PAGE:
Bruder v. Seneca Mortgage Services, LLC

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Justia Opinion Summary

The Supreme Court affirmed the judgment of the trial court in favor of Seneca Mortgage Services after finding that Neal Bruder breached the parties' consulting agreement by failing to pay the consultant's fee, holding that there was no error.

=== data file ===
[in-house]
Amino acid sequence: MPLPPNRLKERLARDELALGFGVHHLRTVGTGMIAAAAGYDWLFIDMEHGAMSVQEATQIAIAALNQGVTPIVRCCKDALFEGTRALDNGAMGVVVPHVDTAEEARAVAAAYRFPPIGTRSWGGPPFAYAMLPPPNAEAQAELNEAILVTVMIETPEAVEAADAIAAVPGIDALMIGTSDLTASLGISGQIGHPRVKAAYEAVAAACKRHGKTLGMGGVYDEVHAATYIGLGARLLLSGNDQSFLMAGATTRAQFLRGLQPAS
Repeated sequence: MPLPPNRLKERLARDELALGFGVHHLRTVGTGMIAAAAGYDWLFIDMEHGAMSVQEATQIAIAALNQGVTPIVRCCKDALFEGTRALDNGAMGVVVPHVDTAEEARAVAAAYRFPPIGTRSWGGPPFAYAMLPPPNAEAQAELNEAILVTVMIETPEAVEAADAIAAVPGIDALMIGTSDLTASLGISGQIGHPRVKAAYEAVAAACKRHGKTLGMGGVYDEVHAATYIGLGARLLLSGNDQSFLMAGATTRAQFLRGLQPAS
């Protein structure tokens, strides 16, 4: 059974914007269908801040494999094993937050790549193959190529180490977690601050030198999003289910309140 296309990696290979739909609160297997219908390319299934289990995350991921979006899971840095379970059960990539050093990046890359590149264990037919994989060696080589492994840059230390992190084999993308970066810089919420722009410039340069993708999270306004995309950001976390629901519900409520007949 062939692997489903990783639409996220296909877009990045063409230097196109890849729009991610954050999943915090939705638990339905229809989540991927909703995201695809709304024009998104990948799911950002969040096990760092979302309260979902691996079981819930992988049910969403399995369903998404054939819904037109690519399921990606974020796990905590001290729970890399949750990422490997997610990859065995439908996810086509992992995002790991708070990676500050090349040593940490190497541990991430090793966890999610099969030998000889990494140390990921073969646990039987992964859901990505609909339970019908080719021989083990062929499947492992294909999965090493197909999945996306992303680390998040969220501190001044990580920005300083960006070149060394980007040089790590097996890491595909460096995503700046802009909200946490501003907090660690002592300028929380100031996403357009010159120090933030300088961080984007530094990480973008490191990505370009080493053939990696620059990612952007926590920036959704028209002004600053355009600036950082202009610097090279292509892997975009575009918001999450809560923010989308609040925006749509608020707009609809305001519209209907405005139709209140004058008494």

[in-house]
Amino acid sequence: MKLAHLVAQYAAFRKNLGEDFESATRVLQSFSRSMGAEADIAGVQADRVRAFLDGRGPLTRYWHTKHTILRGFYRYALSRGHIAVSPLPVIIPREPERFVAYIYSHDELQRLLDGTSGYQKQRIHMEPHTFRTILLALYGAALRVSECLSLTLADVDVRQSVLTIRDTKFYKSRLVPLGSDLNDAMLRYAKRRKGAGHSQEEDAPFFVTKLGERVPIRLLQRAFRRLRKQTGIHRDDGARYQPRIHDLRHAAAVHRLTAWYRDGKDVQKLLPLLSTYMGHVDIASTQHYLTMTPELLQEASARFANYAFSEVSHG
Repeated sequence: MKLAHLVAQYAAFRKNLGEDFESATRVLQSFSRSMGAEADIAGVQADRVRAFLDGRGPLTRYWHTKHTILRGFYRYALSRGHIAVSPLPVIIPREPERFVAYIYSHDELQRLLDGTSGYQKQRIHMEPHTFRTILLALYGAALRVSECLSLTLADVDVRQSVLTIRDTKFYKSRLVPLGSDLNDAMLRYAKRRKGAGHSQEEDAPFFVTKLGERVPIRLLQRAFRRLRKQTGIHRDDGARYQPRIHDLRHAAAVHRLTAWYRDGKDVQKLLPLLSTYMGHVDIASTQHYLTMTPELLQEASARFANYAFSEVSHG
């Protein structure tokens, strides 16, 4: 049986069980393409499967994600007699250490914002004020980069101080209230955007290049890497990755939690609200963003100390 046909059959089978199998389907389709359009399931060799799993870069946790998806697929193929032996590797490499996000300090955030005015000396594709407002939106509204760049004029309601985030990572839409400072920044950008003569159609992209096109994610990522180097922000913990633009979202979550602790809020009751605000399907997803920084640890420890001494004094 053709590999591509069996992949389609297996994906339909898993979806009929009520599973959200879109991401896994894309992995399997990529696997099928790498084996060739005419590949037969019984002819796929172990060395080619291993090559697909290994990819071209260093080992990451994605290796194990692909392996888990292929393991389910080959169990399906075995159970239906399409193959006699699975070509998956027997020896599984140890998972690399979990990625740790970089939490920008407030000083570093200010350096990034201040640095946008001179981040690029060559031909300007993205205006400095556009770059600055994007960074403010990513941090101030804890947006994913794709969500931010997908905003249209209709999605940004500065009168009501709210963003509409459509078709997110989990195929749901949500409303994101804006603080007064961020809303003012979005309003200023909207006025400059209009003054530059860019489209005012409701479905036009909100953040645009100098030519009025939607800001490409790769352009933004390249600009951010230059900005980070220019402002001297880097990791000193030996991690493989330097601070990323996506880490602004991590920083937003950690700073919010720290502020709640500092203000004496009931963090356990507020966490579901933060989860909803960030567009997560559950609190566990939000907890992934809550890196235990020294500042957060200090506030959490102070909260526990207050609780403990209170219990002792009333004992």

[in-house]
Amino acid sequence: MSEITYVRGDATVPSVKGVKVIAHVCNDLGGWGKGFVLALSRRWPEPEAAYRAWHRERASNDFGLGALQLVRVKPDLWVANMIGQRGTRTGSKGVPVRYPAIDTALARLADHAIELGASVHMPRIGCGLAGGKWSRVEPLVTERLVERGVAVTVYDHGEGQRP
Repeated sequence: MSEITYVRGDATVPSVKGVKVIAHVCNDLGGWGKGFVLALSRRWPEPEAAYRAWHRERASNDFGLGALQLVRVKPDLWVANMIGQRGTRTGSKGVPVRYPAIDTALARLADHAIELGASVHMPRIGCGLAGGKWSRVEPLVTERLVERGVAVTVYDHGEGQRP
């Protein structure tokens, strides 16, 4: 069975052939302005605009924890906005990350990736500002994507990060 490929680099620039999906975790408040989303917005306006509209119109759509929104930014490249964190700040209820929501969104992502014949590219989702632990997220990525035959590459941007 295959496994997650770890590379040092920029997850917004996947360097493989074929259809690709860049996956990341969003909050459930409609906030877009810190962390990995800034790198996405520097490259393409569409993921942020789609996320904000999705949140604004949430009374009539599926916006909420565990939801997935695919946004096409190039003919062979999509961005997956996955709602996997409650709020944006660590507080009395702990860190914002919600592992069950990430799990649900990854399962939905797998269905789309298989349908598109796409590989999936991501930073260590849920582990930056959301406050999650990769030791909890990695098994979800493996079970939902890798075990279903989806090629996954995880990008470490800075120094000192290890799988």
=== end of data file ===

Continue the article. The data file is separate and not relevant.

The court of appeals reversed the judgment of the trial court, finding that Seneca's recovery of the fee would sanction the requirement of an illegal act as a condition of the loan Seneca obtained to Bruder. The Supreme Court granted transfer, vacated the court of appeals' opinion, and affirmed the trial court's judgment, holding (1) the record lacked support for the conclusion that Bruder was required, or even asked, to commit an illegal act; and (2) the parties' agreement provided for the consultant's fee to be paid regardless of whether a particular financing offer was accepted.